30 years later, Barry Sanders reflects on his Heisman season

Published: Aug. 28, 2018 at 2:23 PM EDT
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It took Barry Sanders four games to figure out how special his 1988 season at Oklahoma State might be.

Returning the season’s opening kickoff for a touchdown against Miami (Ohio) didn’t do it for him. Neither did his dominance of Texas A&M or his 304 yards and five touchdowns rushing against Tulsa.

It started becoming real for him during a masterful performance at Colorado. The Buffaloes were on the rise with a defense that included future NFL players Kanavis McGhee, Alfred Williams and Deon Figures.

Sanders broke the Buffaloes’ backs with a 65-yard touchdown run in the third quarter. He rushed for 174 yards and four touchdowns as Oklahoma State won 41-21.

“That was the first time I started hearing Heisman chants, which I didn’t think anything of it,” Sanders recalled. “It was just strange to hear people think I actually have a chance to win the Heisman. I was just thinking these were some very ambitious fans.”

Those fans were right, of course. Sanders won the Heisman in a landslide, piling up twice as many points as runner-up Rodney Peete, and his remarkable season set the table for an NFL career that ended in the Pro Football Hall of Fame, NFL MVP honors and the No. 3 ranking in league history in yards rushing behind Emmitt Smith and Walter Payton.

His exploits 30 years ago are still clear to those who watched them — and competed with Sanders and the Cowboys.

The same day Sanders carved up Colorado, rival Oklahoma faced Texas running back Eric Metcalf. Former Oklahoma coach Barry Switzer recalled being asked in the days leading up to the game if Metcalf was the best player in college football.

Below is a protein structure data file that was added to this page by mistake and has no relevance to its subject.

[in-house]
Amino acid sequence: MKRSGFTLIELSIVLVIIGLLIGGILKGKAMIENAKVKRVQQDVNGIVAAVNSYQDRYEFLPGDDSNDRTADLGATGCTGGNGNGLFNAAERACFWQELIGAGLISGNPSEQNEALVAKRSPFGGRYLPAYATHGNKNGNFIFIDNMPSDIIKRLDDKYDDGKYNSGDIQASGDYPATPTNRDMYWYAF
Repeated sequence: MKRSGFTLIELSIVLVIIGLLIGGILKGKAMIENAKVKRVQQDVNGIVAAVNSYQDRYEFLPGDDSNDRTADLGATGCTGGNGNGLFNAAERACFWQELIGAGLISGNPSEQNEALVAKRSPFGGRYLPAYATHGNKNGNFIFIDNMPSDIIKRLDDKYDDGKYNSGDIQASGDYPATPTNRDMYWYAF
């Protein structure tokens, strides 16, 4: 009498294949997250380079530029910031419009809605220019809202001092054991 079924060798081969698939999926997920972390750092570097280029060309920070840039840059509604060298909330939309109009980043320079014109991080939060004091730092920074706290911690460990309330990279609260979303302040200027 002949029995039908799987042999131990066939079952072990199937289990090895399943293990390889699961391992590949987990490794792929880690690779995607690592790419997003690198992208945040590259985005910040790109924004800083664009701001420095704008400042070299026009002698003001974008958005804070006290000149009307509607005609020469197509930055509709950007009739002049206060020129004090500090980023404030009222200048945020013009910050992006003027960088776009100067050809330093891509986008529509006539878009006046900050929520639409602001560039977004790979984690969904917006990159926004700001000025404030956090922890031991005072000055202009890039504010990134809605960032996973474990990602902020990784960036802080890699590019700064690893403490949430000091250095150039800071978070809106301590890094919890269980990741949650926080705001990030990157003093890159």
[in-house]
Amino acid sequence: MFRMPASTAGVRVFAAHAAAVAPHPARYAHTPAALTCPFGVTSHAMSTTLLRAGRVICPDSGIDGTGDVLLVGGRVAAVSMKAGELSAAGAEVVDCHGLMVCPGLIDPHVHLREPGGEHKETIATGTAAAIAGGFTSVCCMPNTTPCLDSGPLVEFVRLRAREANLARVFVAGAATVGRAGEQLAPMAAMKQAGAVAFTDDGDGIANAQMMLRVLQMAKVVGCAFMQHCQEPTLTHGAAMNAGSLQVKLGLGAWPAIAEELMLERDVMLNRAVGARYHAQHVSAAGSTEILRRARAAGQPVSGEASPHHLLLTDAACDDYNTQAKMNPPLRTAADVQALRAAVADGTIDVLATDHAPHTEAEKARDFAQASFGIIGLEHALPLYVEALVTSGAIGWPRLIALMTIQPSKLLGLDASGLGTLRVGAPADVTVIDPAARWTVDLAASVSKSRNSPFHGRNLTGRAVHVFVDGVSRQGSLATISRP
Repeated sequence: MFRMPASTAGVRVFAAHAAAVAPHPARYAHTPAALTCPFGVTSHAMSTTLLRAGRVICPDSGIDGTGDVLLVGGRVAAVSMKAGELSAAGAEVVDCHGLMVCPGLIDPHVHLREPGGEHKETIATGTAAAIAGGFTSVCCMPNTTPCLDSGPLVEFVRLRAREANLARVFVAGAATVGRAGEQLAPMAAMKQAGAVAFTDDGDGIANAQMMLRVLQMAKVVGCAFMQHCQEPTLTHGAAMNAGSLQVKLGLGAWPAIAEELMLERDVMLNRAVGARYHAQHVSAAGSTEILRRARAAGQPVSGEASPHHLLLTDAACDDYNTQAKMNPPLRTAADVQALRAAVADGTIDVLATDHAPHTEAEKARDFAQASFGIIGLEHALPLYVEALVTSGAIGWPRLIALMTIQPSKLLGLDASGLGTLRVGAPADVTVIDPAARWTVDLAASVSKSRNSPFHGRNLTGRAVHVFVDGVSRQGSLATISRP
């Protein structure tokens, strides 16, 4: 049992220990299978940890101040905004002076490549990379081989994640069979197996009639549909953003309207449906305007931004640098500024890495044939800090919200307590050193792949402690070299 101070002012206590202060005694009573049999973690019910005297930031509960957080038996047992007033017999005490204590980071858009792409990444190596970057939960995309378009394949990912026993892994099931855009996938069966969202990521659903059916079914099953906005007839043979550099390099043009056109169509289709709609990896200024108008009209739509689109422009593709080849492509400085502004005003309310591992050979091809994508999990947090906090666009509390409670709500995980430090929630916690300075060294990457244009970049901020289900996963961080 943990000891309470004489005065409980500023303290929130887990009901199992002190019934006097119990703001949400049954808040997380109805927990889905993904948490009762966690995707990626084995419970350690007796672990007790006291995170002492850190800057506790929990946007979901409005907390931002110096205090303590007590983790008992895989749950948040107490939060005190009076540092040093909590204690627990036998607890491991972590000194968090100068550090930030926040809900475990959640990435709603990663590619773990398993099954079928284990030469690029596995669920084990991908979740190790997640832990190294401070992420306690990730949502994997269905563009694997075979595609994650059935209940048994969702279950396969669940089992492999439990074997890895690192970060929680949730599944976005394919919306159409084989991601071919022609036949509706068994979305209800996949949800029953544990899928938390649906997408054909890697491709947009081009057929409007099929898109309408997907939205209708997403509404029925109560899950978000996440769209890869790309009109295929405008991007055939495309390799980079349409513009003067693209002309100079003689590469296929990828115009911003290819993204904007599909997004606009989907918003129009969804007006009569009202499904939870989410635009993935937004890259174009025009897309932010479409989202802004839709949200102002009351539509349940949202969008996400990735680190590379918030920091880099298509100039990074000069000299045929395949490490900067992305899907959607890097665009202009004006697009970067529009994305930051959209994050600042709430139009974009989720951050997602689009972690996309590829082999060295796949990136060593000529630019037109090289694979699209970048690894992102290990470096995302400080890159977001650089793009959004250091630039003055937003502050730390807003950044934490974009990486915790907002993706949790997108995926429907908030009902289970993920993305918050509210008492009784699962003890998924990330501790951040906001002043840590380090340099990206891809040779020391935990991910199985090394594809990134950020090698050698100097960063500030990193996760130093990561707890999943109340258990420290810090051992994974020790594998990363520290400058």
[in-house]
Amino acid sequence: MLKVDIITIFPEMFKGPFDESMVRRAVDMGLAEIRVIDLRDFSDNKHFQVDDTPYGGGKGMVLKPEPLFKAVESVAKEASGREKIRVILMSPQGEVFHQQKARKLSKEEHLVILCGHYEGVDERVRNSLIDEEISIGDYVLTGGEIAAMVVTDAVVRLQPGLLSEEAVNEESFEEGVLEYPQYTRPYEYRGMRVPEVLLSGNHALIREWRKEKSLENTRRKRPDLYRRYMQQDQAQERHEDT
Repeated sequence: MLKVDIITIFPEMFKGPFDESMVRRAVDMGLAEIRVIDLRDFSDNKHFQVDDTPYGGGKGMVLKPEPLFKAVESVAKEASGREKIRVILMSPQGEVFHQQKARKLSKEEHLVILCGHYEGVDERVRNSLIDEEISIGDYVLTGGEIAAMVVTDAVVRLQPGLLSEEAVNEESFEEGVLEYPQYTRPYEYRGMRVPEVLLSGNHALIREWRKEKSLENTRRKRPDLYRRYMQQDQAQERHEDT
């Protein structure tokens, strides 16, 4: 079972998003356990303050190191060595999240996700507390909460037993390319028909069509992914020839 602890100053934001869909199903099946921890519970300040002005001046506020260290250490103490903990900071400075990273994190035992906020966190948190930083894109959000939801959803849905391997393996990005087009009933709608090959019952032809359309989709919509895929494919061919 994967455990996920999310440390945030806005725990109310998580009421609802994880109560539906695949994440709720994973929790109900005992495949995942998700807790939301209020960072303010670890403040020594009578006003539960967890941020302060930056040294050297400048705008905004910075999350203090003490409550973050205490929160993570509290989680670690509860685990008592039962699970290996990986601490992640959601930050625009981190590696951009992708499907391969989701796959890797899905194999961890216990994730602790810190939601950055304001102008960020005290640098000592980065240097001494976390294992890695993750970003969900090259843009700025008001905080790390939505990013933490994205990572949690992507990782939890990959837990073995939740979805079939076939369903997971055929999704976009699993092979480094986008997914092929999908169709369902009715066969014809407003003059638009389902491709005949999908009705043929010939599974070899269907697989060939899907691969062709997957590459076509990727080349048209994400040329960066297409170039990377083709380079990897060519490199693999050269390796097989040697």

“I said no, the best player in the country is about 80 miles north of here,” Switzer said. “That stumped everybody. They had no idea what I was talking about. I said I’m talking about that running back they’ve got at Oklahoma State. He’s the best running back in the country.”

Switzer got an up-close look later in the season. Oklahoma won a 31-28 thriller, but Sanders ran for 215 yards and two touchdowns.

It was a typical performance for Sanders during that magical season. He set numerous NCAA records, many of which still stand — among them, his 2,628 yards rushing, 238.9 yards rushing per game and 37 rushing touchdowns. All those totals were in 11 games and didn’t include his dominant Holiday Bowl performance in a blowout win over Wyoming. Back then, bowl stats weren’t included in season totals. If that 222-yard, five-touchdown effort was added, his numbers would have ballooned to 2,850 yards and 42 rushing scores.

“For me, it was something that came out of nowhere in my own mind and in the minds of many football fans,” Sanders said. “It was something that was totally unexpected.”

Sanders was quiet and humble, yet the 5-foot-8 native of Wichita, Kansas, had talent that couldn’t be ignored, a jaw-dropping and ankle-breaking combination of power, speed and elusiveness that helped him run for at least two touchdowns in every game that season. In seven games, he ran for at least four.

“To me, it would be like somebody hitting 90 or 100 home runs at the major league level or going out in the U.S. Open and shooting a 56 on the final day,” said Pat Jones, Oklahoma State’s coach that year. “Any one of those crazy-like numbers that you get into, that’s what these numbers are to me.”

Even with all his pro accomplishments, his Heisman holds a special place among his honors.